Fort Santiago is an old Spanish fortress inside the famous walled city of Intramuros in Manila. It attracts thousands of local and international tourists every year for its century-old Spanish architectural design and structure. Facing Manila Bay, it was built by the Spanish to protect Intramuros from foreign invasions and sea pirates. Intramuros was the seat of Spanish political, military and religious power, and Fort Santiago made sure it remained that way. The Philippines was under Spanish rule for 300 years.
While it enjoys tourism fame today, Fort Santiago or Fuerto de Santiago in Spanish, has a dark history. Not only was it a fortress, it was also a dungeon. Through the three centuries of Spanish tyranny, a good number of Filipinos were imprisoned, tortured, and killed in an underground dungeon that got flooded during high tide. Today, the dungeon remains shut and inaccessible. Visitors may only take a peek from above.
The most popular prisoner was no other than Jose Rizal, the national hero of the Philippines. He fought the colonizers’ tyranny using his pen. His books, poems, and articles roused the hearts of the Filipino people to stand up for independence.
It was in the fort’s dungeon where he wrote his famous poem, “Mi Ultimo Adios” or “My Final Farewell” in English. Rizal was imprisoned here in 1896 for two months before he was executed on December 29 at the nearby Bagumbayan park. Today, his footsteps from the dungeon to the firing squad are marked in bronze so that tourists can relive his heroic fight for national independence. Rizal Shrine now stands in Fort Santiago. It is a museum that features a life-size statue of the national hero and a replica of his prison cell. Bagumbayan is now called Rizal Park, and is also a popular tourist destination.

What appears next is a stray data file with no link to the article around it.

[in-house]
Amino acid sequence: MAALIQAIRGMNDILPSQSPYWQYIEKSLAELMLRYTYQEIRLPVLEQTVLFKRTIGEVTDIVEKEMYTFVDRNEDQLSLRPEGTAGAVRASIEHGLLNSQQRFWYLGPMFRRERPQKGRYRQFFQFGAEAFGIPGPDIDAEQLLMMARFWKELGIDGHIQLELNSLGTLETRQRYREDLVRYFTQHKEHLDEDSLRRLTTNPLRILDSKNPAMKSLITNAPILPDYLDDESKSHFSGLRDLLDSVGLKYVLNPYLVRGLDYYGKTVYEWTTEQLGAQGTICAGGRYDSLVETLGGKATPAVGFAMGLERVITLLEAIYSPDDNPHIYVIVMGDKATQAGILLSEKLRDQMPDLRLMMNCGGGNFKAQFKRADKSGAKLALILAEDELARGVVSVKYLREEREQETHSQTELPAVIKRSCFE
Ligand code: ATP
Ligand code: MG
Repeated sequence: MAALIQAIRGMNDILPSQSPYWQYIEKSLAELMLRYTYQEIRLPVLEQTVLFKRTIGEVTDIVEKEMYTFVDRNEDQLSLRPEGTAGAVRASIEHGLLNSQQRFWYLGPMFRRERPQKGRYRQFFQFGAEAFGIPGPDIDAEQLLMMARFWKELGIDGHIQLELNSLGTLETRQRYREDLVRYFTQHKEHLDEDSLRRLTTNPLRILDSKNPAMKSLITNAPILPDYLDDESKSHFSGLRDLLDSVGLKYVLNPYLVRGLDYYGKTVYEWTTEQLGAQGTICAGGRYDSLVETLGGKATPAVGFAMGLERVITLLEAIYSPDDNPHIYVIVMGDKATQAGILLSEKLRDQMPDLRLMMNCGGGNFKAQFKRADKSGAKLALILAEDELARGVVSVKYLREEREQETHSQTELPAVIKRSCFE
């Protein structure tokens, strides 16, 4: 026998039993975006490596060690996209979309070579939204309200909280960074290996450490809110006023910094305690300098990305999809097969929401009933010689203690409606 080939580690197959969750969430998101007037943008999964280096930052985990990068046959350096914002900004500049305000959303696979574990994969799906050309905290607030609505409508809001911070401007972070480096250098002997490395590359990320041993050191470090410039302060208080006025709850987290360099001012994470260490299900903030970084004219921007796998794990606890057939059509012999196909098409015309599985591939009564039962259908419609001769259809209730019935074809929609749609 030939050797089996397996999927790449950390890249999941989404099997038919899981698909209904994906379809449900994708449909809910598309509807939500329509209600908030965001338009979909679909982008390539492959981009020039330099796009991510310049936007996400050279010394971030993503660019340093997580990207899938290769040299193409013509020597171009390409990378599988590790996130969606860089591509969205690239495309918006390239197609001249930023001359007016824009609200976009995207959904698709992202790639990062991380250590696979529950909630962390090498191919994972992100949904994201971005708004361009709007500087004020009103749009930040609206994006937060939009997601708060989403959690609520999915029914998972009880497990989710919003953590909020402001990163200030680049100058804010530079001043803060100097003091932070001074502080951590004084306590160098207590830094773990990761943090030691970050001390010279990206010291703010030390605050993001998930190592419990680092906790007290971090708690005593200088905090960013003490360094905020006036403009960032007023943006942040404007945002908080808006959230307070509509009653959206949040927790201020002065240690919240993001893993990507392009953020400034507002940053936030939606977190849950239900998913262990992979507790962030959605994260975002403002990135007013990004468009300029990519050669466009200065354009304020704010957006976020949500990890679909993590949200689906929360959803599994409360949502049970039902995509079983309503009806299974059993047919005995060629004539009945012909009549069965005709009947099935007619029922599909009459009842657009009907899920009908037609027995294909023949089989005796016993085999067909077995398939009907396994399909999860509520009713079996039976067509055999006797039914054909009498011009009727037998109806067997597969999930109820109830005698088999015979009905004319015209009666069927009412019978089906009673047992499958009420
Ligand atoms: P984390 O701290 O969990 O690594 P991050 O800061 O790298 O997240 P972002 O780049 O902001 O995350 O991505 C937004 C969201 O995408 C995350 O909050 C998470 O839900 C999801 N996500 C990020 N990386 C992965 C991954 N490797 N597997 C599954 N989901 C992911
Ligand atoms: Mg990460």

Other things to see at the fort are medieval attractions such as arsenals, military warehouses, soldiers’ quarters and barracks, a moat, old ruins, and Plaza de Armas (the fort’s main square), as well as modern attractions such as a theater house, restaurant, souvenir shops, picnic area, refreshment kiosk and garden.
Before the Spanish came, the site where the fort now stands was the wooden fort of Rajah Sulaiman, the Moslem chief of ancient Manila. It was Sulaiman and a group of Indo-Malayan people who first settled in this bountiful area near the river (now the Pasig River). They first called this place “Maynila” or “may nila”, which means “there is nila (a water plant) here.”
When the Spanish conquered the islands in 1521, they captured Maynila, declared it their capital city, and built Fort Santiago as the city’s first line of defense. Later, during World War II, the Japanese discovered the fort and also used the dungeons to imprison and torture Filipino nationalists. They left them there to drown and die. When American forces came in February 1945, the fort was heavily damaged and was only restored in 1980.
The best way to visit the fort is with a professional tourist guide. Learn about the rich history of Manila as your guide takes you around the walled city, Rizal Park and the fort.
Getting there is easy since you can take the Light Rail Transit (LRT), taxi or jeepney. Fort Santiago is open every day from 8:00 AM to 6:00 PM. Entrance fee is Php50 (USD1.15) for adults and half the price for children, students, teachers, the elderly and differently-abled.